What follows is a slightly out-of-order e-mail conversation about marketing music and protecting intellectual property. Continue Reading
Process schmocess. Who needs them eh? Well actually every business needs them, no matter how big or small you are; but if you’re a one-man freelancing business you might still be wondering why you need to bother with them?
Having effective processes in place can help you…
- Spend less time on the boring, time-consuming aspects of your business
- Build a client-generating machine
- Let go of some of the reins and work out what tasks you can hand over to someone else (also known as outsourcing)
- Set your business up to grow beyond the confines and limitations of a small, one-man band business without the additional hassle and growing pains
If you’re just starting out or you have no idea how to implement smarter processes in your business, then here’s a brief guide to implement some of the basics…
I know there’s not a single FSw reader who’s going to call up their friends after this and say, “Dude, I just read a fantastic post on paperwork!” It’s also December, twelve months too late for this tax/paperwork tip to actually do you any good.
But luckily there’s another year where this one came from, and hopefully this will make things easier next time around.
Throughout the year I do my bills, invoicing and other paperwork every week. Sometimes I forget and sometimes I have a lousy week where there’s no paperwork to do. But about 90% of the time I do my paperwork every single Friday.
When you keep your paperwork fresh and current like this it takes about two minutes a week. All your current receipts and invoices are right there on the top of the pile, fresh in your purse or wallet, or near the top of your email inbox. Enter their numbers into a spreadsheet, file them behind last week’s papers and you’re done. Continue Reading
I first heard about Virtual Assistants from the Timothy Ferris bestseller – The Four Hour Work Week. Although I haven’t been lucky enough to actually have one, I often think it would be pretty neat. Today I found out that Elance – the huge job portal – is giving away $5,000 to be spent on hiring a Virtual Assistant in 2008.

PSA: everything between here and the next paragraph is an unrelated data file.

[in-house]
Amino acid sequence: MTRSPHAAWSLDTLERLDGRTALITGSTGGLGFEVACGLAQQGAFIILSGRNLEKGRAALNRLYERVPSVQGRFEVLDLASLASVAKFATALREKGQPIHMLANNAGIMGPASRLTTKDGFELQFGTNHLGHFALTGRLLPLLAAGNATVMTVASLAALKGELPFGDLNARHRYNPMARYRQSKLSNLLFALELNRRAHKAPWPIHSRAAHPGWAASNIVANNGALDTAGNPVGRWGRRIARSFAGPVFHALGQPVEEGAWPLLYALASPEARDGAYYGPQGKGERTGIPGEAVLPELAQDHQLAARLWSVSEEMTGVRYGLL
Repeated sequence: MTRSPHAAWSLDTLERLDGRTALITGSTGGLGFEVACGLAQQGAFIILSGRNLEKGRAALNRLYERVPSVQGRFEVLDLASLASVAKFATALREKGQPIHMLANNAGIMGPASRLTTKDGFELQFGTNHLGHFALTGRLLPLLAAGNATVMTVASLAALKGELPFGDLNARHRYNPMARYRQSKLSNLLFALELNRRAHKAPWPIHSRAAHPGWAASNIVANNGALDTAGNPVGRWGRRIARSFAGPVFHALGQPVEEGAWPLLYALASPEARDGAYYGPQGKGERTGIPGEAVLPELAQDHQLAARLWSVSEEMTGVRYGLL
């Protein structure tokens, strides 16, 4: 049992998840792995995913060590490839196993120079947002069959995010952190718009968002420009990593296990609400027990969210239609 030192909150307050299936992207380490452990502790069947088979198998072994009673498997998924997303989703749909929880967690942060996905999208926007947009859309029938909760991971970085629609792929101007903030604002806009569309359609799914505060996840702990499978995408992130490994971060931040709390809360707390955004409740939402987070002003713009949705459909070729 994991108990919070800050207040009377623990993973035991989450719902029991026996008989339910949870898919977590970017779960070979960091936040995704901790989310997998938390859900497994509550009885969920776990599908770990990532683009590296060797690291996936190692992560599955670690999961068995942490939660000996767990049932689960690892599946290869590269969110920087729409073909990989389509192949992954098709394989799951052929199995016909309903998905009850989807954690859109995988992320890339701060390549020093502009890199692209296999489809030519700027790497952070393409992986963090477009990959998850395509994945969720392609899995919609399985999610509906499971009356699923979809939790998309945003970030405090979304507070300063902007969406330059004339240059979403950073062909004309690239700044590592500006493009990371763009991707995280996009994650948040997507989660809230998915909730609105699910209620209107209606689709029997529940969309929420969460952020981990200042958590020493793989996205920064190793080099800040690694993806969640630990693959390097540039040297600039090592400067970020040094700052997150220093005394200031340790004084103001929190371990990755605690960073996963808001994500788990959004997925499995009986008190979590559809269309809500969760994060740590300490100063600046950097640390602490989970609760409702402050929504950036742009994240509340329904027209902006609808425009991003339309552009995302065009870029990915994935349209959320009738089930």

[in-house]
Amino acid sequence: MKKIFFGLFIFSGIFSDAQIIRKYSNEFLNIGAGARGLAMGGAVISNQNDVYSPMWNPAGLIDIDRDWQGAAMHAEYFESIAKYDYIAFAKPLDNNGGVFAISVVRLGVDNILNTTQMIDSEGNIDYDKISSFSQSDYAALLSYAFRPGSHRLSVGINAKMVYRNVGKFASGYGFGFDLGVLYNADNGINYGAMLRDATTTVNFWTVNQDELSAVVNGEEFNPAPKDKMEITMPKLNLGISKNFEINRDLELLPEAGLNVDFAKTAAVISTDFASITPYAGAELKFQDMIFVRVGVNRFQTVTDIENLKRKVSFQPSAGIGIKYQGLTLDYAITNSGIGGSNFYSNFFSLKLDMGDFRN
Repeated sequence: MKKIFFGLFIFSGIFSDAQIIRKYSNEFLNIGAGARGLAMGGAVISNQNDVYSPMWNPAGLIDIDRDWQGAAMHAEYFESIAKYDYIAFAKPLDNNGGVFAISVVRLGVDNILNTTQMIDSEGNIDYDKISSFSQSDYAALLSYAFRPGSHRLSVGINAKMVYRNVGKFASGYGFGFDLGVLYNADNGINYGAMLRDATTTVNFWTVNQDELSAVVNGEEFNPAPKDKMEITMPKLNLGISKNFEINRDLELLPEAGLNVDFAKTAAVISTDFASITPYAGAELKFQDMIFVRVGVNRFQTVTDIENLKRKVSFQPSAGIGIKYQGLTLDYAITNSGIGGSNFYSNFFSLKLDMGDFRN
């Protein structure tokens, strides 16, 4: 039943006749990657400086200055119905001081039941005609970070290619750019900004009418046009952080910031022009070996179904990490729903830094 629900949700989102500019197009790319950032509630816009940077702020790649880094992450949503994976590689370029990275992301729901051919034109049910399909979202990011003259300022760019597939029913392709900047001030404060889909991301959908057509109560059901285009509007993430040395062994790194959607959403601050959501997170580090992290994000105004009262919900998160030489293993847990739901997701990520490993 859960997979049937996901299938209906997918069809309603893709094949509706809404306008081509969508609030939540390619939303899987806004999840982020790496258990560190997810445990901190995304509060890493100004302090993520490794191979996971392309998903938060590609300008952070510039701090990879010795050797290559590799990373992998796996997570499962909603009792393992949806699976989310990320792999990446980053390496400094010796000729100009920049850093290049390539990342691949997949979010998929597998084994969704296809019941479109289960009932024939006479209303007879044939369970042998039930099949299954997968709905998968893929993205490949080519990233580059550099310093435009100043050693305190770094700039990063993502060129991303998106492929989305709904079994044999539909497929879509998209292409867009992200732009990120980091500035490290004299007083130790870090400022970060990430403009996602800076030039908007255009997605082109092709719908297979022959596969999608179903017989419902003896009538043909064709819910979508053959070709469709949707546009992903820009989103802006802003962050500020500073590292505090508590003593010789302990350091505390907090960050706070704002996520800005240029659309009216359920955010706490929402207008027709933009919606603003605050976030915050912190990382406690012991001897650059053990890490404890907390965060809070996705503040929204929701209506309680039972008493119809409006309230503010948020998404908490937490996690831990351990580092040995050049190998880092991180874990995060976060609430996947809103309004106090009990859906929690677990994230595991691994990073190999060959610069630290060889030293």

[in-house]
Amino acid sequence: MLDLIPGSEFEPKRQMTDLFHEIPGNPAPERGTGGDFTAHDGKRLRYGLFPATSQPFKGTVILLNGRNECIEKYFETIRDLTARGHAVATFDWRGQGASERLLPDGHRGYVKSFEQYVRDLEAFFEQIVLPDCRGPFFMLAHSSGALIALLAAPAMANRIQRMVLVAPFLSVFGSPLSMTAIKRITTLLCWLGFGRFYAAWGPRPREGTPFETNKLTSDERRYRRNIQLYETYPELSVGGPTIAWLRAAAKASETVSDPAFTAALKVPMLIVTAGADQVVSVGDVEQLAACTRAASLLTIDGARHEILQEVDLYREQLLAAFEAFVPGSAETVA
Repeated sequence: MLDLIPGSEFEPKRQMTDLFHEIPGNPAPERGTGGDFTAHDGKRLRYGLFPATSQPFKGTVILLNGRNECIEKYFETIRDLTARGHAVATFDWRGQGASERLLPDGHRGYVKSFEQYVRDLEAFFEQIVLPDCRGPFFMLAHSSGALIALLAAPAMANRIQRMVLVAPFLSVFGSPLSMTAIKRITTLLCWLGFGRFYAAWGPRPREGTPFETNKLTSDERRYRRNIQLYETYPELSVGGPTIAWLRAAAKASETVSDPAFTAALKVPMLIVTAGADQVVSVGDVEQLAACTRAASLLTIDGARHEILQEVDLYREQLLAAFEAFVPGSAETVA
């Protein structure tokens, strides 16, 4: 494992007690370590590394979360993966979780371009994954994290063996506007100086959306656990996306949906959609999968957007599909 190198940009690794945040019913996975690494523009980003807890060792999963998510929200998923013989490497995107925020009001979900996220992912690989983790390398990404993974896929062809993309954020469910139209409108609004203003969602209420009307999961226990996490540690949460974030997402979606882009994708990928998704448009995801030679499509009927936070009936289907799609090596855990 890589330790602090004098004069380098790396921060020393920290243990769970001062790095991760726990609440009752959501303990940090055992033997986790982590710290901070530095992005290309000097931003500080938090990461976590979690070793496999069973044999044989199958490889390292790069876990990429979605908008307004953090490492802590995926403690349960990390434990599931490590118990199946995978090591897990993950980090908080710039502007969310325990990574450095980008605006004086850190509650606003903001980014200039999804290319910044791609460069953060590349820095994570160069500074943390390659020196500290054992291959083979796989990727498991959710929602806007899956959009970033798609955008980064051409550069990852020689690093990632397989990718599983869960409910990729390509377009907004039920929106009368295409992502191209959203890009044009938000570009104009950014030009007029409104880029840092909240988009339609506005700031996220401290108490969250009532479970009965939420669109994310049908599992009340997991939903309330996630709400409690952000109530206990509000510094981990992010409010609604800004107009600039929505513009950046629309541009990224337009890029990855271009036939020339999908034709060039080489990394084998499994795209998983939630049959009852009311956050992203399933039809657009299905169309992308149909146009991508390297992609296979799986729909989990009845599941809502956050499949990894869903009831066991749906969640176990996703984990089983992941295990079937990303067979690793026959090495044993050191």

The competition is pretty simple to enter and you have just over three weeks to send in an entry. So if you feel like making 2008 the year you became a high flying executive freelancer with their own personal assistant, head over to Elance’s Competition Page and enter.
And if you do win, make sure to write an article about how Virtual Assistants can help freelancers and email it to us!
When you take on a job to build a client’s website, a natural question that comes up is ‘do you have hosting?’ More often than not the answer is no, leaving freelancers and web agencies with the choice of whether to refer the customer to a third party webhost OR setup and sell their own hosting.
For many, myself included, selling hosting seems like easy money right? You rent a server from one of the myriad hosting companies and then become a reseller. With many web hosts you can brand their control panels and with some even automate billing. Hosting can then become a source of passive income. That’s the theory anyhow… Continue Reading
It’s the end of the year, a time for top “whatever” of “insert year” lists, overcrowded malls and of course, personal reflection.
One year ago, I was working full-time in a call centre, in debt, broke and worst of all, I hadn’t written an article in months as I was struggling to get a 9-5 reporting job.
Needless to say, I was miserable.
Today I’ve got steady clients, find some decent pick-up gigs and mostly make my own hours freelancing. There’s only one problem left: I still work a few shifts a week chained to a desk by a headset.
Hence, my New Years resolution for 2008 is this: Stop working jobs that suck.
And I’ve already got a plan that I’d like to share, first off in hopes that it might inspire readers who are also trapped in dead end and degrading jobs to take the jump. Second, making a plan public is one of the best encouragements to actually carry it out.
As nice as it seems to make a big scene and storm out, never to return, it’s not very realistic. Personally, I don’t think the idea of saving up six months of living expenses terribly realistic either, not at my salary anyway.
But there are other options. Saving up three weeks worth of living expenses, for example, then taking a leave of absence. Sure, it’s not exactly quitting, but there’s the security of being able to return to a steady pay cheque should things not work out.
I see three weeks as enough time to at least secure a few more clients and at worst, have to return to the grind on casual status. Besides, the break would be nice.
Plus, the beginning of the year happens to be a great time to work these things out. The plan can be combined with other resolutions, like cutting back on vices (which should save more money) getting better at time management, etc.
Oh, and I don’t know how many others are in the same position, but still qualifying as low-income, I’m expecting a pretty generous tax return, which should also help fund this break.
Cheers to all and happy freelancing in 2008.